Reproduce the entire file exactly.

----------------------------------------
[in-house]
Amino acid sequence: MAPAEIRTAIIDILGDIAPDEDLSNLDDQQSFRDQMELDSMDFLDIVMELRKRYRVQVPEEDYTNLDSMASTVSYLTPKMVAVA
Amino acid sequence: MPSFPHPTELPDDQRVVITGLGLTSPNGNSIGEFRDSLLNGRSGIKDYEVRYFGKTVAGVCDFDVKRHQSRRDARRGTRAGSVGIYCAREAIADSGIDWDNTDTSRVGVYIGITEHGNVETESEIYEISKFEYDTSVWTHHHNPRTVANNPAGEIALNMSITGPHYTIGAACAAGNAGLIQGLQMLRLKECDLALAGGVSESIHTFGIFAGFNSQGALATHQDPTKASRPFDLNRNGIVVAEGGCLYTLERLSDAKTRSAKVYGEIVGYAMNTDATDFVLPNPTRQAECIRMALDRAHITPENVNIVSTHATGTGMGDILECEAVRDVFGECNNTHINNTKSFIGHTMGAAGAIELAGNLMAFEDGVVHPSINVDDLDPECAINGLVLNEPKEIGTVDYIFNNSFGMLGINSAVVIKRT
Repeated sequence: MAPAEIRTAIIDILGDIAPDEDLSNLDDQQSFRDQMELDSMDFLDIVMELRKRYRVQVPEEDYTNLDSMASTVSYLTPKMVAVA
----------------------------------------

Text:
[in-house]
Amino acid sequence: MAPAEIRTAIIDILGDIAPDEDLSNLDDQQSFRDQMELDSMDFLDIVMELRKRYRVQVPEEDYTNLDSMASTVSYLTPKMVAVA
Amino acid sequence: MPSFPHPTELPDDQRVVITGLGLTSPNGNSIGEFRDSLLNGRSGIKDYEVRYFGKTVAGVCDFDVKRHQSRRDARRGTRAGSVGIYCAREAIADSGIDWDNTDTSRVGVYIGITEHGNVETESEIYEISKFEYDTSVWTHHHNPRTVANNPAGEIALNMSITGPHYTIGAACAAGNAGLIQGLQMLRLKECDLALAGGVSESIHTFGIFAGFNSQGALATHQDPTKASRPFDLNRNGIVVAEGGCLYTLERLSDAKTRSAKVYGEIVGYAMNTDATDFVLPNPTRQAECIRMALDRAHITPENVNIVSTHATGTGMGDILECEAVRDVFGECNNTHINNTKSFIGHTMGAAGAIELAGNLMAFEDGVVHPSINVDDLDPECAINGLVLNEPKEIGTVDYIFNNSFGMLGINSAVVIKRT
Repeated sequence: MAPAEIRTAIIDILGDIAPDEDLSNLDDQQSFRDQMELDSMDFLDIVMELRKRYRVQVPEEDYTNLDSMASTVSYLTPKMVAVA